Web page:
The reason women have pap smears is to detect pre-cancerous changes in the surface of the cervix so they can either be watched or treated depending on how far down the road to cancer they’ve gone.
The condition is called cervical intraepithelial neoplasia or CIN.
If CIN is graded at 2 or 3 then the abnormal tissue needs to be got rid of. The two techniques are ablation, which destroys the tissue or a cone biopsy, which cuts it out.
There is a problem with these techniques though because the cervix, being the neck of the womb, is critical in pregnancy, holding back the baby until it’s the right time for delivery.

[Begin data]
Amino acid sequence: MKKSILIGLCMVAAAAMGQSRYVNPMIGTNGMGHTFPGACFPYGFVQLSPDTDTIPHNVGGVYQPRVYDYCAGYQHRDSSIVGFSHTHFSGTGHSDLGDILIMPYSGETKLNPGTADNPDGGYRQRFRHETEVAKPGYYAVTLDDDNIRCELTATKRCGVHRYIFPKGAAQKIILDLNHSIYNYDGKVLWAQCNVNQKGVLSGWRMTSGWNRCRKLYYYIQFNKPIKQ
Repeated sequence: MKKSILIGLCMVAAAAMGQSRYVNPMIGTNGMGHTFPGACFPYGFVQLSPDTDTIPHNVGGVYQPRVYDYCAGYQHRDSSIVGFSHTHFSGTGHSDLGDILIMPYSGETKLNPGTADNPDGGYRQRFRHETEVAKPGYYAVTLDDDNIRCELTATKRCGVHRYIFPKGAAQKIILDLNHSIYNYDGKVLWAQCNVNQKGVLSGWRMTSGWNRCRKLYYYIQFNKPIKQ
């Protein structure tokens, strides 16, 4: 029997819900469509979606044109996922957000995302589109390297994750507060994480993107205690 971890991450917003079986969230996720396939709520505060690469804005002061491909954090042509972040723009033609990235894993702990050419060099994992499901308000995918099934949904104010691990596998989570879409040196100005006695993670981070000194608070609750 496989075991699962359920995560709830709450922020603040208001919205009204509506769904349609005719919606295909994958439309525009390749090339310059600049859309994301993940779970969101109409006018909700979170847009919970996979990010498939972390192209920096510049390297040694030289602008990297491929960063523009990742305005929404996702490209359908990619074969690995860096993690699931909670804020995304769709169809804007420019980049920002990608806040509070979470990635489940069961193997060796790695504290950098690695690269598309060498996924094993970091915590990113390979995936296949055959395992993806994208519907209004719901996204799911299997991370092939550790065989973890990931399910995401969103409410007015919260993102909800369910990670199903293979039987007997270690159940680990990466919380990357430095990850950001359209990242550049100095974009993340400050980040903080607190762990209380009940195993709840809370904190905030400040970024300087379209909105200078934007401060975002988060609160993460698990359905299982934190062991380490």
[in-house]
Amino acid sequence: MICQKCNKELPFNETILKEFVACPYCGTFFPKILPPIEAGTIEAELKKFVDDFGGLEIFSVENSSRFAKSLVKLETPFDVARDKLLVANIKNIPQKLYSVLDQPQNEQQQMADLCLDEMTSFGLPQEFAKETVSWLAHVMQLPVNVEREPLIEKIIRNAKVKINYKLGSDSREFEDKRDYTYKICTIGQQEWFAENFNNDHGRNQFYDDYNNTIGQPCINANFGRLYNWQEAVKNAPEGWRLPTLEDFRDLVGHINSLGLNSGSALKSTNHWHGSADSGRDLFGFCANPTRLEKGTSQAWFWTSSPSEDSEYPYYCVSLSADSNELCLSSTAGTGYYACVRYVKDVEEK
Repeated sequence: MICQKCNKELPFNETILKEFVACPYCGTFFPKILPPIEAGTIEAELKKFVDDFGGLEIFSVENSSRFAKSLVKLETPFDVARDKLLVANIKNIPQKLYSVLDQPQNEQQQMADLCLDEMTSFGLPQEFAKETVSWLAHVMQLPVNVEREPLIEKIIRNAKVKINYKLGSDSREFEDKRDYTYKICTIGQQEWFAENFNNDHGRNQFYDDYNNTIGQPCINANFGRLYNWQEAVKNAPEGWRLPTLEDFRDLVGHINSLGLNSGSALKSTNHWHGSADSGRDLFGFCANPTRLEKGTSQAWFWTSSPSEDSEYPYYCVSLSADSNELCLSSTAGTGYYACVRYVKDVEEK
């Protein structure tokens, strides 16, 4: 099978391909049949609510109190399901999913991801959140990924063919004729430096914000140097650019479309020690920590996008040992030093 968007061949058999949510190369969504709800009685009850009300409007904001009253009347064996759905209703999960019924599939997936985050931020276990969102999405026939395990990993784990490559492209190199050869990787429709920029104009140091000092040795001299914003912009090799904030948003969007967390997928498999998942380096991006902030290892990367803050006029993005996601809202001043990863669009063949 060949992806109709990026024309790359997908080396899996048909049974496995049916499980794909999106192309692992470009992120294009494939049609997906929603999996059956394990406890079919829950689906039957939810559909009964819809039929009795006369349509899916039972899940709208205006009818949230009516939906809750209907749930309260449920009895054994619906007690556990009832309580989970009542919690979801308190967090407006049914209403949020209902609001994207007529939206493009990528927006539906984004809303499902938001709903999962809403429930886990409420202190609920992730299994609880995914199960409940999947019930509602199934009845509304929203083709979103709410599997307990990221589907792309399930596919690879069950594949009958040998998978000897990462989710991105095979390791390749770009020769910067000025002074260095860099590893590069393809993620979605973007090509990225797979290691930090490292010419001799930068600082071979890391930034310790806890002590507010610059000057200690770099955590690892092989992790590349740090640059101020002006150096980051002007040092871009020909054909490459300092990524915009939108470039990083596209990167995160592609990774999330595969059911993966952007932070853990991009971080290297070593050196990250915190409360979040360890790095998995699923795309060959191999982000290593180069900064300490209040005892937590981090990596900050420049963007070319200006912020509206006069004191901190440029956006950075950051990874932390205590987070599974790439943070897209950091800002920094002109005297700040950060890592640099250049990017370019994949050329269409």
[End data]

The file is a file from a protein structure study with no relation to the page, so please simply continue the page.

A weakened cervix can put the woman at risk of a premature baby but some have argued that just having a human papilloma virus infection causing CIN is the problem, not the treatment.
A study bringing together all the available information on this has come up with answers that allow women with CIN to have a meaningful conversation with their doctor. It turns out to be true that CIN in its own right increase the risk of preterm delivery but treating CIN raises the risk even further.
So where does that leave women’s choices? Well CIN does have to removed or destroyed.
You don’t want to develop cervical cancer. It’s a nasty disease. There’s no difference between ablation and cone biopsy it’s important for the doctor to remove just enough tissue to do the job but not too little so they have to repeat the procedure which increases the risk yet more.